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As we pledge on the Constitution it is important to know more about its structure and democratic values


Constituent Assembly

In the tumultuous years preceding India’s independence from British rule, the vision for a sovereign nation with a democratic framework began taking shape. Central to this vision was the Constituent Assembly, entrusted with the monumental task of crafting the foundational document of independent India – the Constitution. Assembled with representatives from diverse backgrounds and ideologies, the Constituent Assembly embarked on a journey that would shape the destiny of the world’s largest democracy.

Composition of the Constituent Assembly

The Constituent Assembly of India, initially comprising 389 members, witnessed a significant reduction in its numbers post-independence, settling at 299 members. Of these, 229 hailed from British India provinces, while the princely states were represented by 70 individuals. Additionally, six members belonged to backward tribes, reflecting a commitment to inclusivity.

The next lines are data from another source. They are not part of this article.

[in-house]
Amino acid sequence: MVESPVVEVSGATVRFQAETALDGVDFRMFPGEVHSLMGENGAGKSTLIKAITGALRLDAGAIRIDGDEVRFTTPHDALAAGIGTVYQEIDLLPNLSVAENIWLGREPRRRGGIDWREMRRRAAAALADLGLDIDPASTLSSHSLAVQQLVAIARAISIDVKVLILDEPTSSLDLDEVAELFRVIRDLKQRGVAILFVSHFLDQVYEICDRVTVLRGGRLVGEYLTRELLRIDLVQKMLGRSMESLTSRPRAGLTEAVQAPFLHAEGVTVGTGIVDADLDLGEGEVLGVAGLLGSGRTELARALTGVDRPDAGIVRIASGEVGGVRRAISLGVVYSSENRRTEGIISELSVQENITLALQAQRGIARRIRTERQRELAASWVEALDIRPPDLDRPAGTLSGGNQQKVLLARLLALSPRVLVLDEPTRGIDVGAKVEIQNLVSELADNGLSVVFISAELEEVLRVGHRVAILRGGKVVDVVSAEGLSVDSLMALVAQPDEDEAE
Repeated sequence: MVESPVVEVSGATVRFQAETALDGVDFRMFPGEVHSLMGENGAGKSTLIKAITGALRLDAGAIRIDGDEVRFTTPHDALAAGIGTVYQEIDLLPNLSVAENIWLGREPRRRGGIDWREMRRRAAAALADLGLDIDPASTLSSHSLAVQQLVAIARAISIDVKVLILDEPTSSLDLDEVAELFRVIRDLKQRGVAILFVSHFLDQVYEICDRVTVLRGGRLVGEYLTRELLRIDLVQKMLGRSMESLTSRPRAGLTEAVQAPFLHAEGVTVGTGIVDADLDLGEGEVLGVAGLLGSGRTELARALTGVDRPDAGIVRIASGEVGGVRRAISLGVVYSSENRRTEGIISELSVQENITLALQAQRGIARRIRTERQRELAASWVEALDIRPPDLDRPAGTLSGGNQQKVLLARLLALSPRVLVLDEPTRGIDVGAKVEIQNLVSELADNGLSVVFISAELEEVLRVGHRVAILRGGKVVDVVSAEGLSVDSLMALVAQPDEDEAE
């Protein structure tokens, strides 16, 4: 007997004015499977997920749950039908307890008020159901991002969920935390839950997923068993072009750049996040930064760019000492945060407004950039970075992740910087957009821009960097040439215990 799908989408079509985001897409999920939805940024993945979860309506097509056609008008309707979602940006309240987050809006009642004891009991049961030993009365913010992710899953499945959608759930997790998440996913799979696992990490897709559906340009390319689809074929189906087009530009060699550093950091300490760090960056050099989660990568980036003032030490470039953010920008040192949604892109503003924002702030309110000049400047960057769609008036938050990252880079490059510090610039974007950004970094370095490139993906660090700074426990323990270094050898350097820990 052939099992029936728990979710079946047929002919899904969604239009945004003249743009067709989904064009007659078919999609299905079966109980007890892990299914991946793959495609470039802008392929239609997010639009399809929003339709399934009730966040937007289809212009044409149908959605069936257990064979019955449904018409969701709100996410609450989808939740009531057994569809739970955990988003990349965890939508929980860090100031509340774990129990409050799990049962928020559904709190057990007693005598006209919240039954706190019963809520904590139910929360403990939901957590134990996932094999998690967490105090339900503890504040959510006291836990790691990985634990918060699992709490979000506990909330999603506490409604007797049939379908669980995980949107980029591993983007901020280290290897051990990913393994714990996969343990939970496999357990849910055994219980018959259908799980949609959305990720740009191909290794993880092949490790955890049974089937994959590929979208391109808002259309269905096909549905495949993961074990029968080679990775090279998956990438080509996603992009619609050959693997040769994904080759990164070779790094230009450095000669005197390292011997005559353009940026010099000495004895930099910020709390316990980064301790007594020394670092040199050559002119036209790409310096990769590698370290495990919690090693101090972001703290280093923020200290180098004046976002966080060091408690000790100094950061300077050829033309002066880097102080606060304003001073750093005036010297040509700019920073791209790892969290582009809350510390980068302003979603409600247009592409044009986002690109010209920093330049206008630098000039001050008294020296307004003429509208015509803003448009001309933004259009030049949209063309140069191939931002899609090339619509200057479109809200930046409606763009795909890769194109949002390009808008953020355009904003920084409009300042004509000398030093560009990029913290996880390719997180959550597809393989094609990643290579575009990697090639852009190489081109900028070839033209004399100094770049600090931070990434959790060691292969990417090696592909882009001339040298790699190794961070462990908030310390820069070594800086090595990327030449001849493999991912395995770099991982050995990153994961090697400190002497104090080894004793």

Remarkably, nearly 80% of the members entered the Assembly through tickets issued by the Indian National Congress, reflecting its dominant position in the nationalist movement. However, it’s noteworthy that only 15 women found a place in the entire Assembly, with none serving on the prestigious Drafting Committee.
The idea of a Constituent Assembly was first mooted by M.N. Roy in 1934, gaining traction when the Indian National Congress endorsed it in 1935. The British administration acquiesced to the demand in 1940, setting the stage for the Constituent Assembly’s formation.

Committees of the Constituent Assembly

To streamline the complex process of constitution-making, the Constituent Assembly constituted a total of 22 committees, with 8 major committees at the forefront of the drafting process. These committees delved into various aspects of governance, rights, and principles, ensuring thorough deliberations and expert inputs. The 8 major committees are as listed below: